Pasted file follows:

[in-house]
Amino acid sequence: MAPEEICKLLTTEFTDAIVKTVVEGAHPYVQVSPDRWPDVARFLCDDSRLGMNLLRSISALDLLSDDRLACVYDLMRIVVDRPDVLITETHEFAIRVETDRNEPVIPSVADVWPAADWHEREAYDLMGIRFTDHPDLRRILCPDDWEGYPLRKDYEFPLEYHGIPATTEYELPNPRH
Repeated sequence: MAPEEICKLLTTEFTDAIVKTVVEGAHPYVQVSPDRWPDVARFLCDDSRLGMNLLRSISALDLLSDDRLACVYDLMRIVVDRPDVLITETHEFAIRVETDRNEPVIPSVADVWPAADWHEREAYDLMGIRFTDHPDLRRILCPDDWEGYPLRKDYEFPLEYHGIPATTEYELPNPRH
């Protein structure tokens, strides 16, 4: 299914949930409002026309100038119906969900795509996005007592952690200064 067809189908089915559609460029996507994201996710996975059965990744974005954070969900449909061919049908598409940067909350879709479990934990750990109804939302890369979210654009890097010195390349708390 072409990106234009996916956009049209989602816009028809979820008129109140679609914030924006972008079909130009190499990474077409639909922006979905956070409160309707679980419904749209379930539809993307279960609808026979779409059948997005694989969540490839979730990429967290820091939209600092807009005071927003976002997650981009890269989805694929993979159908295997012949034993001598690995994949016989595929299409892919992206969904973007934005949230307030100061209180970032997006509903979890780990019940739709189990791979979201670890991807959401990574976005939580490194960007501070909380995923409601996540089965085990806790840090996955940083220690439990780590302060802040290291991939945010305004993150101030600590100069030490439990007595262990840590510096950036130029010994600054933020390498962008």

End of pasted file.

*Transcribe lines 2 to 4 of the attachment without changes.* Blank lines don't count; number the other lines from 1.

Amino acid sequence: MAPEEICKLLTTEFTDAIVKTVVEGAHPYVQVSPDRWPDVARFLCDDSRLGMNLLRSISALDLLSDDRLACVYDLMRIVVDRPDVLITETHEFAIRVETDRNEPVIPSVADVWPAADWHEREAYDLMGIRFTDHPDLRRILCPDDWEGYPLRKDYEFPLEYHGIPATTEYELPNPRH
Repeated sequence: MAPEEICKLLTTEFTDAIVKTVVEGAHPYVQVSPDRWPDVARFLCDDSRLGMNLLRSISALDLLSDDRLACVYDLMRIVVDRPDVLITETHEFAIRVETDRNEPVIPSVADVWPAADWHEREAYDLMGIRFTDHPDLRRILCPDDWEGYPLRKDYEFPLEYHGIPATTEYELPNPRH
């Protein structure tokens, strides 16, 4: 299914949930409002026309100038119906969900795509996005007592952690200064 067809189908089915559609460029996507994201996710996975059965990744974005954070969900449909061919049908598409940067909350879709479990934990750990109804939302890369979210654009890097010195390349708390 072409990106234009996916956009049209989602816009028809979820008129109140679609914030924006972008079909130009190499990474077409639909922006979905956070409160309707679980419904749209379930539809993307279960609808026979779409059948997005694989969540490839979730990429967290820091939209600092807009005071927003976002997650981009890269989805694929993979159908295997012949034993001598690995994949016989595929299409892919992206969904973007934005949230307030100061209180970032997006509903979890780990019940739709189990791979979201670890991807959401990574976005939580490194960007501070909380995923409601996540089965085990806790840090996955940083220690439990780590302060802040290291991939945010305004993150101030600590100069030490439990007595262990840590510096950036130029010994600054933020390498962008």